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Hudson River Almanac May 24 - May 31, 2011


This was a week for noteworthy birds: The spring brant migration was impressive in its scope at a time when the numbers of such bird migrations seem to be dwindling. Two uncommon birds, black-bellied whistling-ducks and sandhill cranes, also appeared. And most bald eagles nestlings were within two weeks of fledging from more than two dozen nests along the estuary.


5/27 - Germantown, HRM 108: For the past two weeks, a pair of hairy woodpeckers has made frequent visits to our suet feeder and then carried pieces of suet into the woods. Several days ago, we heard the sound of "begging calls." After some persistent searching I was able to locate the nest cavity in a tree. From a safe distance, I have been watching both parents feeding the nestlings numerous times during the day. Today, a couple of the nestlings, at least one of which has a distinct red patch on its head, peered out of the cavity opening, calling repeatedly.
- Cynthia Reichman


5/24 - Norrie Point, HRM 85: Twenty six middle-schoolers from Red Hook, at the Norrie Point Environmental Education Center for river programs, watched as angler James Grimes hauled in two white catfish within a few minutes of each other. These were gravid (with eggs) females, both nineteen inches long and weighing several pounds. After discussing the value of these fish in the river as opposed to in the frying pan, Mr. Grimes released the fish back into the river to the cheers of the students. The river was 62 degrees Fahrenheit.
- Tom Lake, Kristen Pavese, Rebecca Houser, Jean McAvoy

[The white catfish (Ameiurus catus) is a native species - it was here in 1609; the channel catfish (Ictalurus punctatus) is an invasive species, a twentieth century canal immigrant from the Midwest. From 1985 through 2001, white catfish comprised more than 99 percent of the DEC Fisheries Unit's haul seining catfish bycatch from our annual study of American shad and striped bass spawning stocks. However, beginning in 2003, the percentage of white catfish decreased from 81 percent in 2003 to 15 percent in 2009. At the same time, channel catfish increased from 19 percent in 2003 to 85 percent in 2009. It is unclear if they are direct competitors or something else is accounting for the drastic change in abundance. Kris McShane.]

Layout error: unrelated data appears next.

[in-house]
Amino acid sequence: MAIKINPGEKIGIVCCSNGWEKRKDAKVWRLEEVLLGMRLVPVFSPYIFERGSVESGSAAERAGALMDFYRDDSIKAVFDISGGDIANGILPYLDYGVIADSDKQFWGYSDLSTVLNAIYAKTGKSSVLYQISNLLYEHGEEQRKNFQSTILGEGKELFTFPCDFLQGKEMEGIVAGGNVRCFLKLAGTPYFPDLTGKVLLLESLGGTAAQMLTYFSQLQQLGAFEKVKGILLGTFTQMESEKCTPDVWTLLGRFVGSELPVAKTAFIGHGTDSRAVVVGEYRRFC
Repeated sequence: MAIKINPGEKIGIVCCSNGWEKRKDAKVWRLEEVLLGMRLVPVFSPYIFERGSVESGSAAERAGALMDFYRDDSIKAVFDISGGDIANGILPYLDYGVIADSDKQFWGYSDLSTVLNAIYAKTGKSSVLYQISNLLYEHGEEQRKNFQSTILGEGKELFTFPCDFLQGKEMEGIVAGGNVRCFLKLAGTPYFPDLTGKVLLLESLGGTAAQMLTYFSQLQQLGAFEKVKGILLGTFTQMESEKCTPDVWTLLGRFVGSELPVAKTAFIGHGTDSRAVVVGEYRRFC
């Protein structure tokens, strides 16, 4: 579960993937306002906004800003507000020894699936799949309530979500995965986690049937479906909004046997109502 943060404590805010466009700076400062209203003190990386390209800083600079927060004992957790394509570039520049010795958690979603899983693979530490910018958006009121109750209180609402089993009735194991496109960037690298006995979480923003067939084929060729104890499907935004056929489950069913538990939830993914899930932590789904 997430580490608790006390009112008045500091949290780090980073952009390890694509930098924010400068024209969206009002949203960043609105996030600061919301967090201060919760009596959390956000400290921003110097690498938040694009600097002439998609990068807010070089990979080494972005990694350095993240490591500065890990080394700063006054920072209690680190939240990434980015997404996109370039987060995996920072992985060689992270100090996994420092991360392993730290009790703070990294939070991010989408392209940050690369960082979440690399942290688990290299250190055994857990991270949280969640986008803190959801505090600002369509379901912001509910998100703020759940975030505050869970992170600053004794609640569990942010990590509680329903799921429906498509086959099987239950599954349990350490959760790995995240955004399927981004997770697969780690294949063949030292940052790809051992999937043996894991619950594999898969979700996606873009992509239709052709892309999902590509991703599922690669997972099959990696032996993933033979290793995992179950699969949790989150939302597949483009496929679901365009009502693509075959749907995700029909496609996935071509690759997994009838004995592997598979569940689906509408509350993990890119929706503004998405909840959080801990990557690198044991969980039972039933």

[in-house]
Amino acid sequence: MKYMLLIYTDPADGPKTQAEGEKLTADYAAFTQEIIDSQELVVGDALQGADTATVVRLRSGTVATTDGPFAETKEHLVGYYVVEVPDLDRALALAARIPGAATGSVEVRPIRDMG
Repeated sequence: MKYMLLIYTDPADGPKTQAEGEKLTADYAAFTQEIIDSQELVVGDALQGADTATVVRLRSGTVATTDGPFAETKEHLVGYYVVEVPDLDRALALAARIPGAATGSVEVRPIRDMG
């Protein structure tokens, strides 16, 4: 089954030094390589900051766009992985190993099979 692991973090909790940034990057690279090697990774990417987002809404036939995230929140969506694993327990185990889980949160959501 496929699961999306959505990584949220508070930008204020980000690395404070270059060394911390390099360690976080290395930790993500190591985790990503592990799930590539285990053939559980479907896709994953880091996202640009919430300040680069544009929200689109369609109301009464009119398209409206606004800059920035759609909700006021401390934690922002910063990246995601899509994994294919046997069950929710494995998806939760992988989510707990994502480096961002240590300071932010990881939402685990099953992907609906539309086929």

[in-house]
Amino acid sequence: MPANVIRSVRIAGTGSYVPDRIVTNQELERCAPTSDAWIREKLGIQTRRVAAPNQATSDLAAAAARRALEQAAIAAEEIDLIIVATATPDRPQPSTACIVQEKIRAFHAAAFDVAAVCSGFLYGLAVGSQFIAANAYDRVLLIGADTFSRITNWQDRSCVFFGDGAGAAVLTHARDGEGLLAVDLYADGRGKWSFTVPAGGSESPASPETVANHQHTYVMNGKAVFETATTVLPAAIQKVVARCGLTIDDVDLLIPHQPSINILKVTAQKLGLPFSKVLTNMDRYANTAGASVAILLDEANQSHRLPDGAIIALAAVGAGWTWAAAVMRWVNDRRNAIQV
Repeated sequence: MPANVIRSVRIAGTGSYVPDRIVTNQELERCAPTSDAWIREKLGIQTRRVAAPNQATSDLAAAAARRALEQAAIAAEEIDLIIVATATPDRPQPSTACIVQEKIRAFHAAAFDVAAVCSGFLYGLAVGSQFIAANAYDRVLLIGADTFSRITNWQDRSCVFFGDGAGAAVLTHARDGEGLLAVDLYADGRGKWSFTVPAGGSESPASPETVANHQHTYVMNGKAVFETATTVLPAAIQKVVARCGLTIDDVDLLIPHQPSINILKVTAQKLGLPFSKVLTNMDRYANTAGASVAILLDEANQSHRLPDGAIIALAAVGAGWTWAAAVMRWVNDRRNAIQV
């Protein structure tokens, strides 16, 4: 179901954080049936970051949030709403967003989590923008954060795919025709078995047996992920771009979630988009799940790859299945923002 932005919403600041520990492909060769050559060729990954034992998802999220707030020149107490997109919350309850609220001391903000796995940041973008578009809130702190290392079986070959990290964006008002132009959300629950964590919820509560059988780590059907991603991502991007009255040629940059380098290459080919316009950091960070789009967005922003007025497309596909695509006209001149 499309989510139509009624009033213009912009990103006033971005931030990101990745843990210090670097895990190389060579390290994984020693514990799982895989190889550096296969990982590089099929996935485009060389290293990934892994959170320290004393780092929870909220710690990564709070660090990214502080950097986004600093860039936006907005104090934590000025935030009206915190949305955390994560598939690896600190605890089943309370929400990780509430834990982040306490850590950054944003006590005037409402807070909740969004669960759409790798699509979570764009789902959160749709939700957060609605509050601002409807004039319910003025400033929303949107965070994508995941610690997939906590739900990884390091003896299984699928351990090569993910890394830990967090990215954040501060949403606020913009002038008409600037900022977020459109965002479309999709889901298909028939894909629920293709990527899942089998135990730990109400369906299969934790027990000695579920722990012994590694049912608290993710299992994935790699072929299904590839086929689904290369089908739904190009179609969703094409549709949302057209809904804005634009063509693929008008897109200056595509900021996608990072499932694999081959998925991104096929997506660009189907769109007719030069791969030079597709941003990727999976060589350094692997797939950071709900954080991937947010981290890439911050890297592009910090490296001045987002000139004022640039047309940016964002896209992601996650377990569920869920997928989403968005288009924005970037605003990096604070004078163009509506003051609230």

5/24 - Gardiner, HRM 73: While we were watching a bird house intended for purple martins but inhabited by tree swallows, a kestrel [falcon] dashed in and landed on one of the house porches. It didn't seem to be targeting any one individual, but a bunch of swallows flying around the house attacked the kestrel and chased it a good distance away.
- Peg Lotvin

5/24 - Battery, HRM 0: Peter Minuet bought Manhattan Island from the Lenape (Algonquian) Indians 385 years ago today, for 60 silver Dutch guilders - $72 at the time - $1,000 today.
- Tom Lake

5/25 - Town of Wappinger, HRM 67: And on the twelfth day, the rain stopped, the sun came out, and the world had not ended as some had predicted [see May 21]. For all or part of the preceding eleven days, moderate to heavy rainfall had caused tributary flooding and the suspension of "glass" eel monitoring by DEC Hudson River Estuary Program volunteers. Rainfall amounts ranged from 3-5 inches.
- Tom Lake

5/25 - Town of Warwick, Orange County, HRM 41: Sandhill cranes and black-bellied whistling-ducks were at Liberty Marsh. A pair of sandhills has been there several times in the past two months, each time flying through or circling overhead. When I heard the calls, I was very surprised. The continued presence over the last months of this pair may well indicate territorial behavior. It is perfect breeding habitat for sandhills.
- John Askildsen, Ken Witkowski, Sean Sime